The remaining elements are already sorted in the first and second Iterations. After the three iterations, the given array is sorted in ascending order. So the final result is 1, 2, 10, 23.

Implementation of Bubble Sort:

Python3




# Python3 program for Bubble Sort Algorithm Implementation
def bubbleSort(arr):
     
    n = len(arr)
 
    # For loop to traverse through all
    # element in an array
    for i in range(n):
        for j in range(0, n - i - 1):
             
            # Range of the array is from 0 to n-i-1
            # Swap the elements if the element found
            #is greater than the adjacent element
            if arr[j] > arr[j + 1]:
                arr[j], arr[j + 1] = arr[j + 1], arr[j]
                 
# Driver code
 
# Example to test the above code
arr = [ 2, 1, 10, 23 ]
 
bubbleSort(arr)
 
print("Sorted array is:")
for i in range(len(arr)):
    print("%d" % arr[i])

Output:

Sorted array is:

1

2

10

23

Selection Sort

This sorting technique repeatedly finds the minimum element and sort it in order. Bubble Sort does not occupy any extra memory space. During the execution of this algorithm, two subarrays are maintained, the subarray which is already sorted, and the remaining subarray which is unsorted. During the execution of Selection Sort for every iteration, the minimum element of the unsorted subarray is arranged in the sorted subarray. Selection Sort is a more efficient algorithm than bubble sort. Sort has a Time-Complexity of O(n2) in the average, worst, and in the best cases.

Example 

Here we sort the following sequence using the selection sort

Sequence: 7, 2, 1, 6

(7, 2, 1, 6) –> (1, 7, 2, 6), In the first traverse it finds the minimum element(i.e., 1) and it is placed at 1st position.

(1, 7, 2, 6) –> (1, 2, 7, 6), In the second traverse it finds the 2nd minimum element(i.e., 2) and it is placed at 2nd position.

(1, 2, 7, 6) –> (1, 2, 6, 7), In the third traverse it finds the next minimum element(i.e., 6) and it is placed at 3rd position.

After the above iterations, the final array is in sorted order, i.e., 1, 2, 6, 7.

Implementation of Selection Sort

Python3




# Selection Sort algorithm in Python
def selectionSort(array, size):
     
    for s in range(size):
        min_idx = s
         
        for i in range(s + 1, size):
             
            # For sorting in descending order
            # for minimum element in each loop
            if array[i] < array[min_idx]:
                min_idx = i
 
        # Arranging min at the correct position
        (array[s], array[min_idx]) = (array[min_idx], array[s])
 
# Driver code
data = [ 7, 2, 1, 6 ]
size = len(data)
selectionSort(data, size)
 
print('Sorted Array in Ascending Order is :')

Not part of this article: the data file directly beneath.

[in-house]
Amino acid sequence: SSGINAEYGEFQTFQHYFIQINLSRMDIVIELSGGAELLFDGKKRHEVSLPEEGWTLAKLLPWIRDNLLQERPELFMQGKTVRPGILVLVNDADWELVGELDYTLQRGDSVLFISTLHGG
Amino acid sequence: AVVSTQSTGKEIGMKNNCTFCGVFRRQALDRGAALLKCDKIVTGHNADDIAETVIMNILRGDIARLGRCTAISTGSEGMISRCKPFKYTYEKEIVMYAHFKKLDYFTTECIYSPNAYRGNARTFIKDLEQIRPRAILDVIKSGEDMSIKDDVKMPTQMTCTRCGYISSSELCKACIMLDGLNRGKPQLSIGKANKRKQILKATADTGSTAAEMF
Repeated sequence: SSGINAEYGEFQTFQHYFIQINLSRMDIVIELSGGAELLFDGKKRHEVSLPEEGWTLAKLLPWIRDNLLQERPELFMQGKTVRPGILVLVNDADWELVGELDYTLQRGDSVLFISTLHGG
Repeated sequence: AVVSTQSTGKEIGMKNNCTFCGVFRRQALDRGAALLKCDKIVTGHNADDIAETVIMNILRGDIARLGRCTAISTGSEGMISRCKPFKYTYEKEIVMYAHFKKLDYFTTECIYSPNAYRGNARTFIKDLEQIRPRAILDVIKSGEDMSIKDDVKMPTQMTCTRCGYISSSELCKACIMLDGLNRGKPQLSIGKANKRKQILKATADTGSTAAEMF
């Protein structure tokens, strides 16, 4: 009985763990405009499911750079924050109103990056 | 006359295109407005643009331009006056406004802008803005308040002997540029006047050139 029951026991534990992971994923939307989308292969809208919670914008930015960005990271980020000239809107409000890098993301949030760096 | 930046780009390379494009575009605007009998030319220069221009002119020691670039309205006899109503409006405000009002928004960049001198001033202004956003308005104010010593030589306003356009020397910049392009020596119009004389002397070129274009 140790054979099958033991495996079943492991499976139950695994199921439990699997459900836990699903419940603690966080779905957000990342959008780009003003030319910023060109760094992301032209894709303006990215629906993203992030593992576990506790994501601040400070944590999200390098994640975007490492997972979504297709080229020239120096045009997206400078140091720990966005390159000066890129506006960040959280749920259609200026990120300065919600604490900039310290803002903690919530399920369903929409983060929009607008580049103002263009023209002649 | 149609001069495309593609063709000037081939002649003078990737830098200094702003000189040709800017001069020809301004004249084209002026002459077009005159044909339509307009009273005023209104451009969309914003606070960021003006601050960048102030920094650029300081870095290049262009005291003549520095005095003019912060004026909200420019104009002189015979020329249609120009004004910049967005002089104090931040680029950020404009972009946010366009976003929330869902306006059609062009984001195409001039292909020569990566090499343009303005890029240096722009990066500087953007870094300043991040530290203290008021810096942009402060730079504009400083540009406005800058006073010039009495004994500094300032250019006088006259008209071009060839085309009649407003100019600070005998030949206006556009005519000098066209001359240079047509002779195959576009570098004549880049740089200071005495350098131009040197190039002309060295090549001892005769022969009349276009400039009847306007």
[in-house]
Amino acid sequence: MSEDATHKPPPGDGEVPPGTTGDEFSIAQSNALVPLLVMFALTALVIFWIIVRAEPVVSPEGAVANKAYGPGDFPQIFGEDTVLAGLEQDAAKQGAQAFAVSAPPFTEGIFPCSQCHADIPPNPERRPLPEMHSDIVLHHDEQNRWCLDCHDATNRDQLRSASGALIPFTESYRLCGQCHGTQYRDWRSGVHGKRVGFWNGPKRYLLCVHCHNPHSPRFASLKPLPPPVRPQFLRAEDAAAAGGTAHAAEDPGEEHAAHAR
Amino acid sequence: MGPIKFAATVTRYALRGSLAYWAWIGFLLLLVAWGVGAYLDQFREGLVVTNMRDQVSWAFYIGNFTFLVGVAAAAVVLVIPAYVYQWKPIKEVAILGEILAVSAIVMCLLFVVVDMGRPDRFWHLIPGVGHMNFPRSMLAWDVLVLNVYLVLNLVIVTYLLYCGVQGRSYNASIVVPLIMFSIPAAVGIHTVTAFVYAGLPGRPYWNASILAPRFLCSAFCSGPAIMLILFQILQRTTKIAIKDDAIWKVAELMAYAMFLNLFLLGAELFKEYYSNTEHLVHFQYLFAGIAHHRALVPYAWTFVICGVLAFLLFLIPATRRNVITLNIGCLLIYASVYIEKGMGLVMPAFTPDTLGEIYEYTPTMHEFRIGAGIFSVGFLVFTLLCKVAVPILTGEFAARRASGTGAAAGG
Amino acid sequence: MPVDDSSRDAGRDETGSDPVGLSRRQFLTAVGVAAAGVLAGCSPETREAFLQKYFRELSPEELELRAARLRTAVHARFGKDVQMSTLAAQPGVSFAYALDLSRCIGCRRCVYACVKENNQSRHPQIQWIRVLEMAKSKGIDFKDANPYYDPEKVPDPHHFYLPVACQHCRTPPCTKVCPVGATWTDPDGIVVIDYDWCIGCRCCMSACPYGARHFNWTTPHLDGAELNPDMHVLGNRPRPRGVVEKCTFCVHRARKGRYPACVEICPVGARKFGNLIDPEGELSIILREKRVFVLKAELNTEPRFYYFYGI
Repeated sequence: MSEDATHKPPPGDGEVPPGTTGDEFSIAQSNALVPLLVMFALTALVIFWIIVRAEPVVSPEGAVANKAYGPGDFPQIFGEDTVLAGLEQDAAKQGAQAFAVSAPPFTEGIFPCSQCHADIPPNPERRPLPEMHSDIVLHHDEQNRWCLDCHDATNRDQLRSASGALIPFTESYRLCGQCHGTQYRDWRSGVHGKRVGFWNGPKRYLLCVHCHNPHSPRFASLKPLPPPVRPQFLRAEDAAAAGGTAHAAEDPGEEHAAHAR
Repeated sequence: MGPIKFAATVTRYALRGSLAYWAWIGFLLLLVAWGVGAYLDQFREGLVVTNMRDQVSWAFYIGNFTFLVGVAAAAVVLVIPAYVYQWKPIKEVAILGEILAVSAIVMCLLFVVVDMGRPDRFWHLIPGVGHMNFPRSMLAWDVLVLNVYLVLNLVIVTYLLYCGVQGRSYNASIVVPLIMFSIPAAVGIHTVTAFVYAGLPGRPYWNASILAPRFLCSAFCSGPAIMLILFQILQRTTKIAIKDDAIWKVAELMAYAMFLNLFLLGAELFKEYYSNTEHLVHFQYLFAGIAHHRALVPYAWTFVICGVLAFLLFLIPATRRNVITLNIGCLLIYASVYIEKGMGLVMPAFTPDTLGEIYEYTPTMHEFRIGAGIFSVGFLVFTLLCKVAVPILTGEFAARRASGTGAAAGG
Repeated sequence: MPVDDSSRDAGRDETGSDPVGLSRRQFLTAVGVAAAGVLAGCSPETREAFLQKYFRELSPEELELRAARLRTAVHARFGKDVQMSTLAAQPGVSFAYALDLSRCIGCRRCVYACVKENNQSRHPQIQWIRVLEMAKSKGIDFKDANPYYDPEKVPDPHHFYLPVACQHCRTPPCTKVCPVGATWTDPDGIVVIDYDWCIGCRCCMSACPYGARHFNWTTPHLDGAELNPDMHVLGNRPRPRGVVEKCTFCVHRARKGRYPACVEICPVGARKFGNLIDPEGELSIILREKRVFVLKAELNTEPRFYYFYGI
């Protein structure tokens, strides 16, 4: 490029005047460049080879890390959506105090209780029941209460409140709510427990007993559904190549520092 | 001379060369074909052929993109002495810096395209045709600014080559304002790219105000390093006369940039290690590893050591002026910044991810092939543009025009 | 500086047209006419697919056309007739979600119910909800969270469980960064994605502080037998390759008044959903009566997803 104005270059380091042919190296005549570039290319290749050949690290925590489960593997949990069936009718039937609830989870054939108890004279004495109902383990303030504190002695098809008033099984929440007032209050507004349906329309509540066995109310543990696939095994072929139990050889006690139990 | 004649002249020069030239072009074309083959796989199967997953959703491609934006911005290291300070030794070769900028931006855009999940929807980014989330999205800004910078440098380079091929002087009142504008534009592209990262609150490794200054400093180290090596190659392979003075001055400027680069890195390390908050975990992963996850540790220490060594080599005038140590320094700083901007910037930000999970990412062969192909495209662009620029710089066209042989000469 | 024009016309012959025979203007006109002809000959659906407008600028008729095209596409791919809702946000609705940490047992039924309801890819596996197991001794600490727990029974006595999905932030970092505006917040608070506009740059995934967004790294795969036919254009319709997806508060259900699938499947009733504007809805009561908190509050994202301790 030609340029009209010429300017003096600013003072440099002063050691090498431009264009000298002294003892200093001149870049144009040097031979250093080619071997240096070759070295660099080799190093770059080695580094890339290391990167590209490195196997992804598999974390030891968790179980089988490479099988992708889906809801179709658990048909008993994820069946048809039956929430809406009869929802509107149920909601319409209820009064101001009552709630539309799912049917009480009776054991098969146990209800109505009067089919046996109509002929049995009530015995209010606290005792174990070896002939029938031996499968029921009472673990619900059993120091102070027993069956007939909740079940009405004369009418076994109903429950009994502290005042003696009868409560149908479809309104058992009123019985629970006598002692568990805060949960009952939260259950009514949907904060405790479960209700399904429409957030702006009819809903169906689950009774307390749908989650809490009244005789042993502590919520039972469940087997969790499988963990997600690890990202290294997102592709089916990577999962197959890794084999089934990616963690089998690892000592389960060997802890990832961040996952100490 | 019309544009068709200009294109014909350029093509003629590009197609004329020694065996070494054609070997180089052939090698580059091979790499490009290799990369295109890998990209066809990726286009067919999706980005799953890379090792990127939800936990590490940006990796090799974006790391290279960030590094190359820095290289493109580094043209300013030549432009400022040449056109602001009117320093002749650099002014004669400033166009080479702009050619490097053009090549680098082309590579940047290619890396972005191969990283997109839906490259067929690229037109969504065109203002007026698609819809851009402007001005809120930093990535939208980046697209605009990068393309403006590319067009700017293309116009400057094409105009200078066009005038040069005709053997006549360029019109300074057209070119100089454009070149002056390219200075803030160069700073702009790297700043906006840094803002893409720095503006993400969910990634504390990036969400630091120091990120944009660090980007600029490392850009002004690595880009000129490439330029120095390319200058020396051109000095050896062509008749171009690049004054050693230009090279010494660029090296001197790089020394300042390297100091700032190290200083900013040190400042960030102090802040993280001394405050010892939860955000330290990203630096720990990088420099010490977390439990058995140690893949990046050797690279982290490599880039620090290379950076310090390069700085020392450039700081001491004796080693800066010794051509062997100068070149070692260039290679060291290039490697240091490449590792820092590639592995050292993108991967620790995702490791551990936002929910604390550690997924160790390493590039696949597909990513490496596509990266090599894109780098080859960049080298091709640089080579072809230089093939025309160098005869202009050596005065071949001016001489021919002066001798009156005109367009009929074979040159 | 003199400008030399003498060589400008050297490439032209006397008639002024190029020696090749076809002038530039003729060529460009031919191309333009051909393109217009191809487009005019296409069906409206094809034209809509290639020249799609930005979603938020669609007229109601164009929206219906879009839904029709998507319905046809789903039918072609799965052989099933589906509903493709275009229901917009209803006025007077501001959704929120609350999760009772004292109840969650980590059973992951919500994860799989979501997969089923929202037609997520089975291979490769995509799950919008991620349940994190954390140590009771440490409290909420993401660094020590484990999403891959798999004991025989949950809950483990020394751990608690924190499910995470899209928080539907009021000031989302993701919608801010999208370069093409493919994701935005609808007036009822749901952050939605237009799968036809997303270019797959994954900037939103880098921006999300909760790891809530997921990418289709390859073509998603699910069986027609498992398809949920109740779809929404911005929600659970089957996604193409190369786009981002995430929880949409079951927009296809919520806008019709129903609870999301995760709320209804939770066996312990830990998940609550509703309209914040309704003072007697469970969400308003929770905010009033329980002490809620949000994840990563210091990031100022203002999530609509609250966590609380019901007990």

print(data)

Output:

Sorted Array in Ascending Order is :

[1, 2, 6, 7]

Insertion Sort

This sorting algorithm maintains a sub-array that is always sorted. Values from the unsorted part of the array are placed at the correct position in the sorted part. It is more efficient in practice than other algorithms such as selection sort or bubble sort. Insertion Sort has a Time-Complexity of O(n2) in the average and worst case, and O(n) in the best case.

Example 

Here we sort the following sequence using the insertion sort

Sequence: 7, 2, 1, 6

(7, 2, 1, 6) –> (2, 7, 1, 6), In the first iteration, the first 2 elements are compared, here 2 is less than 7 so insert 2 before 7.

(2, 7, 1, 6) –> (2, 1, 7, 6), In the second iteration the 2nd and 3rd elements are compared, here 1 is less than 7 so insert 1 before 7.

(2, 1, 7, 6) –> (1, 2, 7, 6), After the second iteration (1, 7) elements are not in ascending order so first these two elements are arranged. So, insert 1 before 2. 

(1, 2, 7, 6) –> (1, 2, 6, 7), During this iteration the last 2 elements are compared and swapped after all the previous elements are swapped. 

Implementation of Insertion Sort

Python3




# Creating a function for insertion sort algorithm
def insertion_sort(list1): 
   
        # Outer loop to traverse on len(list1) 
        for i in range(1, len(list1)): 
   
            a = list1[i] 
   
            # Move elements of list1[0 to i-1],
            # which are greater to one position
            # ahead of their current position 
            j = i - 1 
           
            while j >= 0 and a < list1[j]: 
                list1[j + 1] = list1[j] 
                j -= 1 
                 
            list1[j + 1] =
             
        return list1 
            
# Driver code
list1 = [ 7, 2, 1, 6
print("The unsorted list is:", list1) 
print("The sorted new list is:", insertion_sort(list1))

Output:

The unsorted list is: [7, 2, 1, 6]

The sorted new list is: [1, 2, 6, 7]